In contrast to last year’s SOTU response, Joni Ernst barely nodded at the issue of abortion. But that doesn’t mean congressional Republicans are letting it go. Instead, they are ready to vote on five bills meant to restrict reproductive rights.
The El Salvador national legislature had the opportunity on January 16 to pardon a woman named Guadalupe, who was convicted of aggravated homicide against her newborn when, in fact, she had suffered obstetrical complications. Her petition fell one vote short of approval, but the story isn’t over.
The agenda is “a powerful platform for us to really organize ourselves, to speak on our own behalf, and to be at the table when decisions are being made about us,” said La’Tasha Mayes, founder and executive director at New Voices Pittsburgh.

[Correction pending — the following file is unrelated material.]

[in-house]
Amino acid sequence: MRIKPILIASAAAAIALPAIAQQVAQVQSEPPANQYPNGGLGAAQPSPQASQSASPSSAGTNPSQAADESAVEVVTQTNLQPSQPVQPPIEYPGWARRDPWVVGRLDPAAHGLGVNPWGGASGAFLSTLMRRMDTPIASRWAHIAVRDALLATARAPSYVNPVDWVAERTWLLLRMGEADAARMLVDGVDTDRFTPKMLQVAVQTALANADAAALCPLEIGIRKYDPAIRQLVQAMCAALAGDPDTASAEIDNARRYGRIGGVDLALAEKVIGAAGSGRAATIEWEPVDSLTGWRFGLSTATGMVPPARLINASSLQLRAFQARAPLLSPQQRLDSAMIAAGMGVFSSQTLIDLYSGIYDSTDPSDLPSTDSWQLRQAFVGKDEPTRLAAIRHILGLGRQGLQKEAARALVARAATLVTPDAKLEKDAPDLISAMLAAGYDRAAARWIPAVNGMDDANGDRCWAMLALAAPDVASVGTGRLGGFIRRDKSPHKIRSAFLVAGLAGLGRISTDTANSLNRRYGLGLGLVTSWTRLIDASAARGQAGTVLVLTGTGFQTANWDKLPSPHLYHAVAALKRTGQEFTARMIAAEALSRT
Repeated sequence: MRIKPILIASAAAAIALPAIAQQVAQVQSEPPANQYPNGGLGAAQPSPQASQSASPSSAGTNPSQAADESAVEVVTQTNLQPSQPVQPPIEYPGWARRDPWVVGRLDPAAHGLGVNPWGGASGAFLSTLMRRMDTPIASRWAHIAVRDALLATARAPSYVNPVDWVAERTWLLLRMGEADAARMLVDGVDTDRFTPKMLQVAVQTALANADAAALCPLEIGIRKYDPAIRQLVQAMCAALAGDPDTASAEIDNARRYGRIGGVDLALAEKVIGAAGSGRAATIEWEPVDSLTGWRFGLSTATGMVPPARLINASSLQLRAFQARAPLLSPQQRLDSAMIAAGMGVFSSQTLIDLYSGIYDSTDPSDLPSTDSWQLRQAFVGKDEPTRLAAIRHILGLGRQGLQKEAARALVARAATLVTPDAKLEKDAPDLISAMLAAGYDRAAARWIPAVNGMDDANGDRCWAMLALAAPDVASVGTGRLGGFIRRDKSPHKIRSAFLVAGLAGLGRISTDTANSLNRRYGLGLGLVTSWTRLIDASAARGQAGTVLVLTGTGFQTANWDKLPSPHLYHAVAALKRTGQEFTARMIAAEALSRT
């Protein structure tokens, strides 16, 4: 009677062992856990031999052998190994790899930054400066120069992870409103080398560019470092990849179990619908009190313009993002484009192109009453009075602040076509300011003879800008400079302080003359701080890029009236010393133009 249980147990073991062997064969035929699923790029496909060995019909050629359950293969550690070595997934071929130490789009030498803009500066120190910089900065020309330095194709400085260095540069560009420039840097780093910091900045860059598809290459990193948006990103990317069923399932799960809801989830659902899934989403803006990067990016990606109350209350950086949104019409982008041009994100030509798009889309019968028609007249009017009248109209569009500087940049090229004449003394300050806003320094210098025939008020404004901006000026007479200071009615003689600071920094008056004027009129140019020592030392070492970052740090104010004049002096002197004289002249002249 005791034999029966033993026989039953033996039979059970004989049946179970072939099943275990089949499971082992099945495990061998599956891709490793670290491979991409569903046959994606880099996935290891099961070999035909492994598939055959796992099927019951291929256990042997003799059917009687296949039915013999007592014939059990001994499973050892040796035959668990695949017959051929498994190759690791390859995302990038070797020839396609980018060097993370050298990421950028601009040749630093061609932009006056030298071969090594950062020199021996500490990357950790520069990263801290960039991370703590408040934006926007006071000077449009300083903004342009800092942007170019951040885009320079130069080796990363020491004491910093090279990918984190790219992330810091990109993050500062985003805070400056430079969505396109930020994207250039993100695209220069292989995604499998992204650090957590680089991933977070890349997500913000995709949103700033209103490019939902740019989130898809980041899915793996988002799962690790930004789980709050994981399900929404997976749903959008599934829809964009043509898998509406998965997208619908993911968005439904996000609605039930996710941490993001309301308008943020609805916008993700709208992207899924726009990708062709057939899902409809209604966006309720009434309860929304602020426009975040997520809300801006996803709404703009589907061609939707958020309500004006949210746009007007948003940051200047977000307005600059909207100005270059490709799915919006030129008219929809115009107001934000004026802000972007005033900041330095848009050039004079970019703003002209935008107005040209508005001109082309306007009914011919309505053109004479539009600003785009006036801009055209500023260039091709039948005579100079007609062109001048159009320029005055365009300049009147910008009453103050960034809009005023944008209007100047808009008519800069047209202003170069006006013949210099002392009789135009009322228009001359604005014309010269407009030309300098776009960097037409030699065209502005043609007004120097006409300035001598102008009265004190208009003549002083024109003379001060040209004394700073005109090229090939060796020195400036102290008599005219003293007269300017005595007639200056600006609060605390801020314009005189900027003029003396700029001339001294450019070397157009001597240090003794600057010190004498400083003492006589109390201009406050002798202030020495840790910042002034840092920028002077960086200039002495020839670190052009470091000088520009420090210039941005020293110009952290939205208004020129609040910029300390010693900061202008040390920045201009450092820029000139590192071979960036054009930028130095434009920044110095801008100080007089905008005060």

Over the past few years, the three abortion clinics I run across the South have been struggling financially and legally. Roe v. Wade turns 42 this year. How did this we end up in this mess?
Since the Supreme Court gave people in the United States the legal right to abortion care with Roe v. Wade 42 years ago, residents of historically “safe” states have too frequently taken our access to reproductive rights for granted.
As Benita Ulisano recently told RH Reality Check, “Clinics are facing very difficult political and social pressures, but my job is simply to help them help others.”
A petition filed by voting rights advocates urges the Roberts Court to settle whether restrictive voter ID laws violate the Voting Rights Act prior to the 2016 presidential election.
Virginia lawmakers on Wednesday filed a handful of bills related to reproductive and sexual health—and they are almost all pro-choice, and could roll back anti-choice policies pushed through by Virginia Republicans in recent years.
The order, released Friday, agrees to hear challenges from Michigan, Ohio, Kentucky, and Tennessee.
January started off with conservatives across the country focusing legislative efforts on—what else—curbing abortion rights.